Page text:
Current/Recent Reading List

21 July 2009

Summer Sketch #2

Lord, it just makes you worry for your children, every day, when you can‘t even trust people. And here she was just doing what girls her age do, babysitting for family friends. I’ll tell you one thing, it won’t two minutes after he heard about it that Tom tore out the parking lot - he didn’t even tell the other assistant manager. He didn’t run to his car, but walked fast and steady, legs trying to catch up with the rest of his body, which was lurching forward like it sometimes does. And here Tom hasn’t talked to the girl in months; she won’t have nothing to do with him since he showed up at the house drunk when they were having her sixteenth birthday cook-out. And she barely had anything to do with him before that. I don’t need to tell you her mama never speaks with him except when she has to.

But when he heard, he tore off, and I only learned the full story, little by little. First he tried to call Sherry while he was driving, but couldn’t get through. He left a message for her, blubbering and stammering, but I don’t know what he said. Anyway, in about fifteen minutes he’d made it to packing plant, where that Davey fellow worked the afternoon shift. Tom knew he usually worked the fork in the back, and so he just hopped the fence into the loading dock and walked around. Davey was sitting on the bench having a smoke, and Tom didn’t bother speaking to him; he just come up from behind, grabbed him by the collar, and slung him into the back of the fork that was parked there. Davey never knew what was coming, and Tom kicked him so many times in the ribs and the gut that he never had a chance. By the time they pulled Tom off, Davey could barely sit upright, and Tom was screaming and sobbing all at once now, screaming, “She used to love to chase your dog, David! Remember?! We’d hold her hand, and walk to the pond, and she’d break away and chase your dog… Remember?!”

They say the look on his face was the most pitiful, all purple-veined and twisted red, beard matted in sweat and tears. Ever notice how at the end of a fight nobody ever looks like they found the relief they were looking for in the first place? Tom did right though, I won’t deny it. Maybe it won’t the smartest way to go about it, but I won’t deny it was right. There's no telling what will happen to him in court. I hear Sherry still won’t talk to him, and she may not yet, considering her state of mind, poor thing. But he showed her something, at least.

Lord, it just makes you worry for your children.

16 July 2009

Facilitate This

Our school district is now requiring high school teachers who have honors classes to be certified in teaching Academically Gifted (AIG) students, something previously only required of elementary and middle school teachers, since in high school there are no "AIG"-only classes. However, since we all run across AIG kids in our honors classes, the county wants to make sure we can say we are challenging them sufficiently (and not doing anything to cause their parents to threaten lawsuits, as well, I'm sure).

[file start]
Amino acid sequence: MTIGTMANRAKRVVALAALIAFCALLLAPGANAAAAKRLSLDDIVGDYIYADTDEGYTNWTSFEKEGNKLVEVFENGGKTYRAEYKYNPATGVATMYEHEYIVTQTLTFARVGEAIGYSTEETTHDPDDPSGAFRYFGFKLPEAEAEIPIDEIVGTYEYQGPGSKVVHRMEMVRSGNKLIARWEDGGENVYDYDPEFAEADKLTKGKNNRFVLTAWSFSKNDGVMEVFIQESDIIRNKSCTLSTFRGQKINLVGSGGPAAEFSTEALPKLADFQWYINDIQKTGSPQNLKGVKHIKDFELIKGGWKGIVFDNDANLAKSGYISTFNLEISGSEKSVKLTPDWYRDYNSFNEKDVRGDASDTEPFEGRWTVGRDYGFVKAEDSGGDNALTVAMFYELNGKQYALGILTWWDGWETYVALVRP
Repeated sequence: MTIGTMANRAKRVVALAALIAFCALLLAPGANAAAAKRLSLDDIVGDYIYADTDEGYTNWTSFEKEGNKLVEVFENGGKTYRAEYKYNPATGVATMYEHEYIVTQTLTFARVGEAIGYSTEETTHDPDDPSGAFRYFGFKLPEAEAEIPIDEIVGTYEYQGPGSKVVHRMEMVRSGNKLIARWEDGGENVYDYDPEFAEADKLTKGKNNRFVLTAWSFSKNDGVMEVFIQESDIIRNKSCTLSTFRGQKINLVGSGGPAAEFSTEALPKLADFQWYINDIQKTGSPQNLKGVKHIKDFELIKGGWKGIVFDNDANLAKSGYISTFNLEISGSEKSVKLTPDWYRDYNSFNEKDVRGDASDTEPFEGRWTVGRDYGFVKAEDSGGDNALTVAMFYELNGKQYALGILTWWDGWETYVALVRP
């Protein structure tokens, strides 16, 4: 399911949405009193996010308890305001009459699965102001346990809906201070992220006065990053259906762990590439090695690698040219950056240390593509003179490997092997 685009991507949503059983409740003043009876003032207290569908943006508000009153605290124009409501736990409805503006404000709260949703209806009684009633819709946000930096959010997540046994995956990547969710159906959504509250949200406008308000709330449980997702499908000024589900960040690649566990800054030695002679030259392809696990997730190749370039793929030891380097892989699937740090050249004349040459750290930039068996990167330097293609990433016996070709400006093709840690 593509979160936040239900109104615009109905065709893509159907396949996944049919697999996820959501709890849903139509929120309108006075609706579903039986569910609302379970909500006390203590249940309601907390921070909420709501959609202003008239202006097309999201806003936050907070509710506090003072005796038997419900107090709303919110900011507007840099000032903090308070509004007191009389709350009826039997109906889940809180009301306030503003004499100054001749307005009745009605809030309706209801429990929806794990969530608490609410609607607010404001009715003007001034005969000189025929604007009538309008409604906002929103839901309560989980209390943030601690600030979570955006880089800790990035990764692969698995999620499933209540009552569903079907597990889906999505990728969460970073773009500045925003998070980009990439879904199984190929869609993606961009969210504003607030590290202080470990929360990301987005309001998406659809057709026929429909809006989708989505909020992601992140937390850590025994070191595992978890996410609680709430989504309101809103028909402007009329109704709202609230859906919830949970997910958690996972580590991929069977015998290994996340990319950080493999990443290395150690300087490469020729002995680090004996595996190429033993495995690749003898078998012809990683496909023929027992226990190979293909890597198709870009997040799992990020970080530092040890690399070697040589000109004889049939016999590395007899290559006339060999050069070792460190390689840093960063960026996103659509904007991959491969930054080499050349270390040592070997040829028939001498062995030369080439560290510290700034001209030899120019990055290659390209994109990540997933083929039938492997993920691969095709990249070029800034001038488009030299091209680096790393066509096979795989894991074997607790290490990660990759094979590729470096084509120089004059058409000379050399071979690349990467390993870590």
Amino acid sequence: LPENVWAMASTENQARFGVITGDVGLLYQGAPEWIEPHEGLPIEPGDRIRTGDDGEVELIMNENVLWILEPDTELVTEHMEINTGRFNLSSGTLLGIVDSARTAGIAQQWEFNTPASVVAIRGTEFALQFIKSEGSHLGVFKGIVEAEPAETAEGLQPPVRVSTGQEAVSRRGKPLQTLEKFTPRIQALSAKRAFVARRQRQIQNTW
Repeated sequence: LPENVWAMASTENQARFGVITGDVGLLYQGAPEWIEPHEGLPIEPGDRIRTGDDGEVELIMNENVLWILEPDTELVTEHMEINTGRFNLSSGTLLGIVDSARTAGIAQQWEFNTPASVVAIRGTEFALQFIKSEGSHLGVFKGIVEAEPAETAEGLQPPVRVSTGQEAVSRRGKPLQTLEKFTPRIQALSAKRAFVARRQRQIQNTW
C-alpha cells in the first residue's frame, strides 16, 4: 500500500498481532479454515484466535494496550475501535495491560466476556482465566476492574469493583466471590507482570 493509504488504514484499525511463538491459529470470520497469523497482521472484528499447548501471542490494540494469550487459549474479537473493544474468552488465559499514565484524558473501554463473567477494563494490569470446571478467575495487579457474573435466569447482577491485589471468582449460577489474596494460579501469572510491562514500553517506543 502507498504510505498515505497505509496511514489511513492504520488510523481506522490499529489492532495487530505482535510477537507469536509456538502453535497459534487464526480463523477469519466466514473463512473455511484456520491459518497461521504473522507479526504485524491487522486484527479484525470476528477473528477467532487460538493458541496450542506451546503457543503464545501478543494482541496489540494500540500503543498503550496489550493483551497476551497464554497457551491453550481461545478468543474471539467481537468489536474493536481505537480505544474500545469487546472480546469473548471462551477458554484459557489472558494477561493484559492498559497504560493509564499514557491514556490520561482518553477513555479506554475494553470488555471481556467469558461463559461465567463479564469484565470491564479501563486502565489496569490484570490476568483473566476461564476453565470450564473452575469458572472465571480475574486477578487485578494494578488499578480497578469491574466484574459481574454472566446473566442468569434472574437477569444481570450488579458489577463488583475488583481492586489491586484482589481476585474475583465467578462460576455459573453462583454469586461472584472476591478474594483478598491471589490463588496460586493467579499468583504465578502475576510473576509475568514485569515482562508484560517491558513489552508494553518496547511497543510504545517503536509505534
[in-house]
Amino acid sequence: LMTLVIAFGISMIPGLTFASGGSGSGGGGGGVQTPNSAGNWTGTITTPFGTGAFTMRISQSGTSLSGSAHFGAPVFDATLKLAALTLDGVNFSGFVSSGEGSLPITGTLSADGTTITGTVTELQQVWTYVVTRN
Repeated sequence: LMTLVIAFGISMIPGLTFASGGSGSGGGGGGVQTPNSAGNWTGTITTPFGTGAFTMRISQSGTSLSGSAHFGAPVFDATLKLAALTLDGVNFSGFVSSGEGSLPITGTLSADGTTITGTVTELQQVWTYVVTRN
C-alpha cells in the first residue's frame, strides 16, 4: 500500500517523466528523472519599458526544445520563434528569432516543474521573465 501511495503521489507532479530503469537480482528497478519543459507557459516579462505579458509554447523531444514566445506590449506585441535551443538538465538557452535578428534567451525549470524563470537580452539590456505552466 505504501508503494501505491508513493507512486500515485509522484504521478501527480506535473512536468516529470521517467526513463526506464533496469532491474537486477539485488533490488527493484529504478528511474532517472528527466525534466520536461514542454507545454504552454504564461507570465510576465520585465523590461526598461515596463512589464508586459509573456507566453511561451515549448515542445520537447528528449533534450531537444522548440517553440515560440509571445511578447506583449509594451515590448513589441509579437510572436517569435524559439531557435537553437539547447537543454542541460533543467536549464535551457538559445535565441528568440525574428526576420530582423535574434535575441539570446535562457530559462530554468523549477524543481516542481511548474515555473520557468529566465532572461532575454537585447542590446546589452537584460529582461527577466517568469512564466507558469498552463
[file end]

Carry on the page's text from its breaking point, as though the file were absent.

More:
O.k. fine - we get credit hours for completing the certification training, and I'm never going to complain about a central office push to pay some more attention to gifted kids and challenge them (which goes against the general grain of educational emphases over the last 30 years or so). I attended a couple of half-day sessions last week, and now have to develop two steroided-up curriculum units for a review in September.

One bone to pick, though (sure, I could pick many others, but won't). We were told last week that these units would ideally allow the kids to mostly work independently, and that we would serve more as facilitators than teachers. In so many workshops over the years since 2002, I can't tell you how many times I've heard this: with coming technology, we'll be facilitators; through online learning, we'll be facilitators; in 21st century classrooms, we'll be facilitators.

This bothers me on many levels. For one thing, most teachers who hear this find it demoralizing because a) it sounds as if there is a desire to devalue our knowledge, skills, and even (hopefully) wonderful personalities in the classroom, which means that b) we sound more replaceable. I don't think this is truly what is intended - in fact, what is intended is to push teachers to move away from too much lecturing and notetaking, because today's ADHD-electrogadgetized students allegedly can't learn this way. Fine, but I still can't figure out what the hell is the problem with the word "teacher"? Is directing students during a project, or meeting one-on-one with them for feedback, or pointing the way for research solutions, or looking at rough drafts, or setting up the context for a unit not teaching? Even in an online class, which has the regrettable defect of missing out on flesh and blood interaction, is there not teaching going on. What is wrong with this word? In our overly scientific age, does teacher conjure up too many ideas of wisdom, experience, respect, leadership, indispensability, and that all mysterious human touch?

I don't know, but I attempt to be a teacher, dammit. I ain't no stinkin' facilitator.

10 July 2009

Quick Shout Out For Me

Just wanted to inform everyone that here at the homestead yesterday I successfully handled my son and two of his buddies all by myself for a large chunk of the day, with nary a mom-type figure in sight. I successfully fed them, I successfully set up a slip-and-slide for them, I successfully monitored their slippy-slidiness, and I successfully watched them play the Wii (a lot, actually), all without a major altercation, major dammage to the house, a call to the sheriff, or a hospital air-lift incident.

Yes, dammit, I do feel empowered, thank you very much...